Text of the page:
Friday of the Twelfth Week in Ordinary Time
June 26, 2020
(I have not written a past reflection on Matthew 8:1-4 because other feasts have occurred on its past dates. But the story is the same as Luke 5 so that reflection is available here.)
Today, in God’s Lavish Mercy, we pray with Psalm 137, one of the most tender and yet violent of the psalms. Set during the Babylonian Captivity, the verses express the longing of the Jewish people for their homeland and their freedom.
The composer, thought to be Jeremiah the prophet, captures the poignant desperation of those who have lost everything. In literature and music, the psalm’s ardent emotions have been applied to the shameful enslavements throughout subsequent history — of Jews, Africans, and other devastated peoples. It resounds in the lives of refugee families incarcerated at our borders. Its mournful simplicity echoes a cosmic suffering.
But the prayer can also be a very personal one. It has brought release for the pain of individuals experiencing unwanted separation from someone or something not only beloved, but core to their identity.
By the streams of Babylon
we sat and wept
when we remembered Zion.
On the aspens of that land
we hung up our harps…
How could we sing a song of the LORD
in a foreign land?
If I forget you, Jerusalem,
may my right hand be forgotten!
Over thirty years ago, I was blessed to spend four months accompanying my mother in the final stages of her terminal illness. It was a time of unexpected benediction and joy for both of us. But it was also a time of deep sadness to the point that I was unable to listen to my precious morning music with which I have always prayed. To do so caused the sadness to rip through me in tears- tears which would have broken my mother’s heart had she seen them. So I hid them by abstaining from music. I hung up my harp. Even after Mom’s death, it took a while for me to tiptoe back into those melodic waters. After it all, I understood more clearly what it meant when the psalmist said, “How can we sing our song in a foreign land?”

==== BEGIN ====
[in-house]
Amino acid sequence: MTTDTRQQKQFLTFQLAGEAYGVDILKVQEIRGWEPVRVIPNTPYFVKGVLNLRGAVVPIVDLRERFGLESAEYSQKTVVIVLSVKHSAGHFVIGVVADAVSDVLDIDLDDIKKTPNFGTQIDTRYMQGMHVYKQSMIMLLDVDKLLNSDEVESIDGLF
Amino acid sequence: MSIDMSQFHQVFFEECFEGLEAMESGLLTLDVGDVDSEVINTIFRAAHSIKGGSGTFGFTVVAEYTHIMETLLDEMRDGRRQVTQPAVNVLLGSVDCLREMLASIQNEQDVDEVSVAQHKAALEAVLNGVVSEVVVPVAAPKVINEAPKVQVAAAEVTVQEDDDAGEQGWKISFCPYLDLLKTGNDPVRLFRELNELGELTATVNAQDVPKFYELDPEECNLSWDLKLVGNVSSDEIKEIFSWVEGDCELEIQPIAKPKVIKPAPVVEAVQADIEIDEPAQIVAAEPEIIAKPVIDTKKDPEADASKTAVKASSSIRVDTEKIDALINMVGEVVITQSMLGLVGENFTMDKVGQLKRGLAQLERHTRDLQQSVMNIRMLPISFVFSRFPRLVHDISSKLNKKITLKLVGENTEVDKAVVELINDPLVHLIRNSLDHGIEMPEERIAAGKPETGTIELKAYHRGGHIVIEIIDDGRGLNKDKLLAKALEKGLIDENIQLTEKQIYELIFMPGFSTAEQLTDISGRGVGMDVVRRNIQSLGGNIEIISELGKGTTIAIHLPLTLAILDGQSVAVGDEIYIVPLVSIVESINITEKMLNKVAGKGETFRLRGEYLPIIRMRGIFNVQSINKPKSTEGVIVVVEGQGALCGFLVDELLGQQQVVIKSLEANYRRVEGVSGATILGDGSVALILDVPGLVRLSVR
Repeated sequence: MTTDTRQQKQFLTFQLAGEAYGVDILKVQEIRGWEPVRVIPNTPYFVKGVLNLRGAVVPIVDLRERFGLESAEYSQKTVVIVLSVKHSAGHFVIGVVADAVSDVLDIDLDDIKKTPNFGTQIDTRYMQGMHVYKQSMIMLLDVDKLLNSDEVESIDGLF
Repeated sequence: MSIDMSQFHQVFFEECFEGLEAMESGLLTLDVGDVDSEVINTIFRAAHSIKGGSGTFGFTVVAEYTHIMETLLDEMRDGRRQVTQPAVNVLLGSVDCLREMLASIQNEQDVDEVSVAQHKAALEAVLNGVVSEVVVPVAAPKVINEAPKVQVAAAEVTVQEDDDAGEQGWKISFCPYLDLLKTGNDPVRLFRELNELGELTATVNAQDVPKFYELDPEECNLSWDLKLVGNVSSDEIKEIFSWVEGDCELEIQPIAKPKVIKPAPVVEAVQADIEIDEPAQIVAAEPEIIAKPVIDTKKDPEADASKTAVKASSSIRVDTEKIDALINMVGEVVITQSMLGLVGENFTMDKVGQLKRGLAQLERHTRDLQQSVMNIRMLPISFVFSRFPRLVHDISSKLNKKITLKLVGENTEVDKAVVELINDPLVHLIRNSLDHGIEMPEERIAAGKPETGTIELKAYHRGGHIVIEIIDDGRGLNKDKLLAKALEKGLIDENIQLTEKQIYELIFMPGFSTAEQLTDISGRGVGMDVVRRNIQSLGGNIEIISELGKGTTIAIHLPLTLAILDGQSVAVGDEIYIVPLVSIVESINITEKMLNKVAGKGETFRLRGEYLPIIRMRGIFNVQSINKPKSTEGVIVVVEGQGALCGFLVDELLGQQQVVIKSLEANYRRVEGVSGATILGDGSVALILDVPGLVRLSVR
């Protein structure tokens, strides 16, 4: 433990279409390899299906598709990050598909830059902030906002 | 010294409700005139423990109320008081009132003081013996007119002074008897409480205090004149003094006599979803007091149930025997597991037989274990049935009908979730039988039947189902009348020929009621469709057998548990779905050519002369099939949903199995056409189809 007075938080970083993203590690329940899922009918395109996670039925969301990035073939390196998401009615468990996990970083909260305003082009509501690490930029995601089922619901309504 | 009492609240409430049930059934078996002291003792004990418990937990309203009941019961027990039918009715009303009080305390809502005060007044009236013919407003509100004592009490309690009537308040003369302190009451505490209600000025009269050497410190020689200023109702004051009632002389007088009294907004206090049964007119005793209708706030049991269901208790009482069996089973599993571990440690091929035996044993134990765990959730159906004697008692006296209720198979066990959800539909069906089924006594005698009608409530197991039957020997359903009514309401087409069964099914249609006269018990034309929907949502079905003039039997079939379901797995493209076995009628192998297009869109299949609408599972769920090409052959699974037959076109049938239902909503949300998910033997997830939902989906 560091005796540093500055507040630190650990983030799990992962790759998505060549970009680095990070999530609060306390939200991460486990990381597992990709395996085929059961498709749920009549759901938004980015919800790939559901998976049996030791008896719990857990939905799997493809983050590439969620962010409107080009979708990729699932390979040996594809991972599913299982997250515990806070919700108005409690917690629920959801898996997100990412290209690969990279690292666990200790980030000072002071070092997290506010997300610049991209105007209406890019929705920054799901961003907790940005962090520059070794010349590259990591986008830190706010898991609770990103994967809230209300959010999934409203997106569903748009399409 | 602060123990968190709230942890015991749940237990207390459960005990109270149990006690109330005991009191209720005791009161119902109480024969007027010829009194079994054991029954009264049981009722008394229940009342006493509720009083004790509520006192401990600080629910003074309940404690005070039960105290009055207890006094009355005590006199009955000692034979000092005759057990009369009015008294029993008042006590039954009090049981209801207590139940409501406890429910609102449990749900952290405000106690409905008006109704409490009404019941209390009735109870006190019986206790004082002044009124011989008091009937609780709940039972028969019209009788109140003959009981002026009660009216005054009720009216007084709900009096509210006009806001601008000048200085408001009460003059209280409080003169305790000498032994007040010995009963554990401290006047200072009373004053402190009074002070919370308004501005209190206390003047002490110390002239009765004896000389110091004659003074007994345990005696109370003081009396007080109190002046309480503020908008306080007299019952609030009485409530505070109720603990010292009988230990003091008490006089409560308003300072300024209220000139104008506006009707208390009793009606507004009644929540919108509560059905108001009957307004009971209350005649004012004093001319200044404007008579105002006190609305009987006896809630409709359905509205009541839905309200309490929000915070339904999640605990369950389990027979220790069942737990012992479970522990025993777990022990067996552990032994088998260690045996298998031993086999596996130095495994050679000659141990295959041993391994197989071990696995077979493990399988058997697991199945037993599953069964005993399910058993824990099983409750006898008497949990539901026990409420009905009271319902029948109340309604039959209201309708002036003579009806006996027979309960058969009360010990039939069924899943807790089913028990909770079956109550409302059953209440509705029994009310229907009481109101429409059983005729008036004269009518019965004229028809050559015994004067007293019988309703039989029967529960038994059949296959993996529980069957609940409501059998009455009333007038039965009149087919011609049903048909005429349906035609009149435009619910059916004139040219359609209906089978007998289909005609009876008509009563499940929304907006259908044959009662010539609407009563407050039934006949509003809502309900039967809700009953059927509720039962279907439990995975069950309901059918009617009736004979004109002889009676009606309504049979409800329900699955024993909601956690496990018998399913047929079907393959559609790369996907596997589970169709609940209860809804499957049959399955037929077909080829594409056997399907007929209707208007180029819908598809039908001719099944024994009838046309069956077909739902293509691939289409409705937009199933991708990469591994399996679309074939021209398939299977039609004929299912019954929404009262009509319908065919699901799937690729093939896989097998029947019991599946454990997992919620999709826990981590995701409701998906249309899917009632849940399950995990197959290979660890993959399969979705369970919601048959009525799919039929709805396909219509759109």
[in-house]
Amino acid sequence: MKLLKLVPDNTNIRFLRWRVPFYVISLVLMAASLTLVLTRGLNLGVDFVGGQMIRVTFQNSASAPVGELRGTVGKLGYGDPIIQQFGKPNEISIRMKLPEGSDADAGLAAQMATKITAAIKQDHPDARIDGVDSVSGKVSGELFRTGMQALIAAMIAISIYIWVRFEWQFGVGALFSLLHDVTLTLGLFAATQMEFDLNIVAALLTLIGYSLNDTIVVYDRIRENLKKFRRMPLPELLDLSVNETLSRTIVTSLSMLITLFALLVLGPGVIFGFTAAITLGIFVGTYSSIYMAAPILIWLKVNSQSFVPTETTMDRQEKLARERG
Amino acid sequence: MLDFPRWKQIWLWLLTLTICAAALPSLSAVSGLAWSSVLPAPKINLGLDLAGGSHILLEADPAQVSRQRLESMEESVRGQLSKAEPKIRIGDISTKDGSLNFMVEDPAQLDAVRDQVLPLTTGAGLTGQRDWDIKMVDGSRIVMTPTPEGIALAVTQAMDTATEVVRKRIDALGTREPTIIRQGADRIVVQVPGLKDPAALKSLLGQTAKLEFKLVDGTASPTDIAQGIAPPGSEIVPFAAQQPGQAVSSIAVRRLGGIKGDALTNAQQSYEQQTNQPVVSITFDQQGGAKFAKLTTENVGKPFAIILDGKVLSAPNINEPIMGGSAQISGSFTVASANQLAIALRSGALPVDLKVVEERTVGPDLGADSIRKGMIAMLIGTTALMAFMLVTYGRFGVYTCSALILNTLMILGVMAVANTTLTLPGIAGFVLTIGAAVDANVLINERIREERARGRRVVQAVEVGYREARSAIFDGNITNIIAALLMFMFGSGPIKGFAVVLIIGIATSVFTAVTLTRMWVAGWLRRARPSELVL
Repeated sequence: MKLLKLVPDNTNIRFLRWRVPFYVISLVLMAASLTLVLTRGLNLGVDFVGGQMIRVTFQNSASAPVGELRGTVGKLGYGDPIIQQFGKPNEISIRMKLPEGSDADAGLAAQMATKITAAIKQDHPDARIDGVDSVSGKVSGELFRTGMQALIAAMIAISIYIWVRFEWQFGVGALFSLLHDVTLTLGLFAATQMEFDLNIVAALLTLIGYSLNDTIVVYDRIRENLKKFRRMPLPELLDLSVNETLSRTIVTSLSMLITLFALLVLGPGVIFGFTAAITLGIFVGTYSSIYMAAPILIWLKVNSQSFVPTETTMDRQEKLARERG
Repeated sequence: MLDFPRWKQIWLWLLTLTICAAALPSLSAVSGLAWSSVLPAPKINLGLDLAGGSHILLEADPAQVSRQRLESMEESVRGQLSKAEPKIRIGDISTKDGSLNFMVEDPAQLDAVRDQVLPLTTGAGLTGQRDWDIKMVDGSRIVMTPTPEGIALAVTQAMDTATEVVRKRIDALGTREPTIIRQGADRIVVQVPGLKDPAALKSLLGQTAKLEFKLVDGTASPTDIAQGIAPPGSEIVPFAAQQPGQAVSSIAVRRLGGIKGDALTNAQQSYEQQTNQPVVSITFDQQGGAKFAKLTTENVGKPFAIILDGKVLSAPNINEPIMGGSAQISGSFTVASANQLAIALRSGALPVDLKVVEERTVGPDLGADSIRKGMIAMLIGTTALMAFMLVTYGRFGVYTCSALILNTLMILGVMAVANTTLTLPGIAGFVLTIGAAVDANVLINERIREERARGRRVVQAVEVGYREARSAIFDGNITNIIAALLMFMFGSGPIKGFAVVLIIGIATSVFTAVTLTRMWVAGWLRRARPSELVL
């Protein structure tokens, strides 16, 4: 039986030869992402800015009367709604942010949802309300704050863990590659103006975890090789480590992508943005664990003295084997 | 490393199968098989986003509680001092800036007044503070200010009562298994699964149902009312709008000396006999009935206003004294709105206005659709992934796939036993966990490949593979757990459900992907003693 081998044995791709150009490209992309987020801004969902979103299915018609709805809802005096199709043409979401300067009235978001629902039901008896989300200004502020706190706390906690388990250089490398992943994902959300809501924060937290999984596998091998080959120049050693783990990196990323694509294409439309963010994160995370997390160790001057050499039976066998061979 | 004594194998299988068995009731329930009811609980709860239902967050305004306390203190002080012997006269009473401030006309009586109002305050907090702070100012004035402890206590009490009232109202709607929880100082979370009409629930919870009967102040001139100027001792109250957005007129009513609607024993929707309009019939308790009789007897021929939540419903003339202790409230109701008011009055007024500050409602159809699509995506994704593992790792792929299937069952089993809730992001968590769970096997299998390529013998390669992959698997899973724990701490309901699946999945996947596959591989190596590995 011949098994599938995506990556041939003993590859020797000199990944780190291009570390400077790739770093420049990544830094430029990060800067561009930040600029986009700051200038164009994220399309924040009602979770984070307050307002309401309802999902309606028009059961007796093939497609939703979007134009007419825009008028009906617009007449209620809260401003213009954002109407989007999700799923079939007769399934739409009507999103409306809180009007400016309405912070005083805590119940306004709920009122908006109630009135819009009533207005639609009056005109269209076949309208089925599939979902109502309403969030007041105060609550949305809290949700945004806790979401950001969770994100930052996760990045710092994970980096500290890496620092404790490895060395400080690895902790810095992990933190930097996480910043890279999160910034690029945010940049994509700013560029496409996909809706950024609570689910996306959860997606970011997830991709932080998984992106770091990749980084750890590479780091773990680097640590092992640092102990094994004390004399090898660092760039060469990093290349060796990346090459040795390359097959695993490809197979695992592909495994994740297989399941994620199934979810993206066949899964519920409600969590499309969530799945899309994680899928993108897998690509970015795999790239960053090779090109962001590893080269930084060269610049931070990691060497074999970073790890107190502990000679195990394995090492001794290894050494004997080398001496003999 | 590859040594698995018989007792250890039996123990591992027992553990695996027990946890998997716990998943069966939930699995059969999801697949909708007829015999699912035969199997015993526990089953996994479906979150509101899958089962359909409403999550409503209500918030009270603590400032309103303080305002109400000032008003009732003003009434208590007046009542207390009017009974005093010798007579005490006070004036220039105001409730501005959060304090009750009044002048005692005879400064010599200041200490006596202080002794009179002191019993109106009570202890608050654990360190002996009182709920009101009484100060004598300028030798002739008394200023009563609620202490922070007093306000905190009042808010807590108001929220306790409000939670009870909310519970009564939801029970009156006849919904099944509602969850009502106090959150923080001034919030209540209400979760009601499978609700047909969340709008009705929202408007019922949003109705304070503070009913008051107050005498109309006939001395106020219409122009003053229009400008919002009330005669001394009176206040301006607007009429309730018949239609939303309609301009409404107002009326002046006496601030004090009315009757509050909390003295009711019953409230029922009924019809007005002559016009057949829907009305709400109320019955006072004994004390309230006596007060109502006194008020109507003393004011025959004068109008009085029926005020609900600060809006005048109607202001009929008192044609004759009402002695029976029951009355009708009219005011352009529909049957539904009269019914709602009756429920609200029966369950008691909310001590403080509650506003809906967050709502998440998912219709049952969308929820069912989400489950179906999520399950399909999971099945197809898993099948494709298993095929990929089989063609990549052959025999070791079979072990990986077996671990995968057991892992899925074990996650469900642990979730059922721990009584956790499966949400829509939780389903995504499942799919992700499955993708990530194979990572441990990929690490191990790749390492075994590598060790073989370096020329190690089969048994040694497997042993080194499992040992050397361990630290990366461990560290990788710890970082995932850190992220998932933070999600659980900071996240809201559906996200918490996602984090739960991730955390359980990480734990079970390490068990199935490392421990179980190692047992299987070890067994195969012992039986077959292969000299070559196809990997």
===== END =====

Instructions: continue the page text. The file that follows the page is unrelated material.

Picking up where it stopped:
Christine Robinson’s transliteration is so perfect to capture this kind of pain, shot with unbearable light.
We were at the end of our rope— tired, bereaved, despairing. And they wanted us to sing! How could we? How can we sing God’s song in a strange land? But we will never forget. We will hold fiercely to our good memories of love. And we will prevail!
Today, let this magnificent psalm bring you your own global awarenesses and personal memories of how even devastation, when received in faith, can teach and transform us.
Music: Chorus of the Hebrew Slaves from the opera Nabucco by Giuseppe Verdi
The opera follows the plight of the Jews as they are assaulted, conquered and subsequently exiled from their homeland by theBabylonian king Nabucco ( Nebuchadnezzar II). The historical events are used as background for a romantic and political plot. The best-known number from the opera is the “Chorus of the Hebrew Slaves”, “Va, pensiero, sull’all dorate”/ lFly, thought, on golden wings”, a chorus that is regularly given an encore in opera houses when performed today.